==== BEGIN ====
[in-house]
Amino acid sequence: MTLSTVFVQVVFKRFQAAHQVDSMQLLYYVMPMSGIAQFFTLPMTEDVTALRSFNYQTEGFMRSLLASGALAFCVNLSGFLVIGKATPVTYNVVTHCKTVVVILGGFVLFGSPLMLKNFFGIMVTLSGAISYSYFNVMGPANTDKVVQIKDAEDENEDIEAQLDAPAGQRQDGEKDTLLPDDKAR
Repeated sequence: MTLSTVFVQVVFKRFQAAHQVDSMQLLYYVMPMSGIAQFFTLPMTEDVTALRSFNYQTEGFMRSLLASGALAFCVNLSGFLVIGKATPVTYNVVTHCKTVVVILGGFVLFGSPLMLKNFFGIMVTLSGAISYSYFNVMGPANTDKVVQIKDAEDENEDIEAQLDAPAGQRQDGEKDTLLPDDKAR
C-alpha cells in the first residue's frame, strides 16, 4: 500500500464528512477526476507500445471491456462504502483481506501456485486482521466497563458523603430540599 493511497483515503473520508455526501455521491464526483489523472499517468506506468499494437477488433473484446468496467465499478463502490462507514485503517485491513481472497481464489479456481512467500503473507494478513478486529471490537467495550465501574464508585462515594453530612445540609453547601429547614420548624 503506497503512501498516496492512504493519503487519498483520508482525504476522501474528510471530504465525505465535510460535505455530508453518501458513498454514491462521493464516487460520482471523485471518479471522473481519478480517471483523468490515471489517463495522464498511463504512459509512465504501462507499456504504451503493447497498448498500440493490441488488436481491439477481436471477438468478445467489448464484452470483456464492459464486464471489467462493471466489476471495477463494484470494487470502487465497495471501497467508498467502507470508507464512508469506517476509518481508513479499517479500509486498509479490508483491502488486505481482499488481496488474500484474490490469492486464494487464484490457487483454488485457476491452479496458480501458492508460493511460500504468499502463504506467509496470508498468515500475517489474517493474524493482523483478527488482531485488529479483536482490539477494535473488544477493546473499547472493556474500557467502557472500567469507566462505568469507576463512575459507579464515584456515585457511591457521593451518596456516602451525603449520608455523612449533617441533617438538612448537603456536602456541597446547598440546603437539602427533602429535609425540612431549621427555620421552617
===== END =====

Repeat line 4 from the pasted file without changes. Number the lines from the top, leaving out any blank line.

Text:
C-alpha cells in the first residue's frame, strides 16, 4: 500500500464528512477526476507500445471491456462504502483481506501456485486482521466497563458523603430540599 493511497483515503473520508455526501455521491464526483489523472499517468506506468499494437477488433473484446468496467465499478463502490462507514485503517485491513481472497481464489479456481512467500503473507494478513478486529471490537467495550465501574464508585462515594453530612445540609453547601429547614420548624 503506497503512501498516496492512504493519503487519498483520508482525504476522501474528510471530504465525505465535510460535505455530508453518501458513498454514491462521493464516487460520482471523485471518479471522473481519478480517471483523468490515471489517463495522464498511463504512459509512465504501462507499456504504451503493447497498448498500440493490441488488436481491439477481436471477438468478445467489448464484452470483456464492459464486464471489467462493471466489476471495477463494484470494487470502487465497495471501497467508498467502507470508507464512508469506517476509518481508513479499517479500509486498509479490508483491502488486505481482499488481496488474500484474490490469492486464494487464484490457487483454488485457476491452479496458480501458492508460493511460500504468499502463504506467509496470508498468515500475517489474517493474524493482523483478527488482531485488529479483536482490539477494535473488544477493546473499547472493556474500557467502557472500567469507566462505568469507576463512575459507579464515584456515585457511591457521593451518596456516602451525603449520608455523612449533617441533617438538612448537603456536602456541597446547598440546603437539602427533602429535609425540612431549621427555620421552617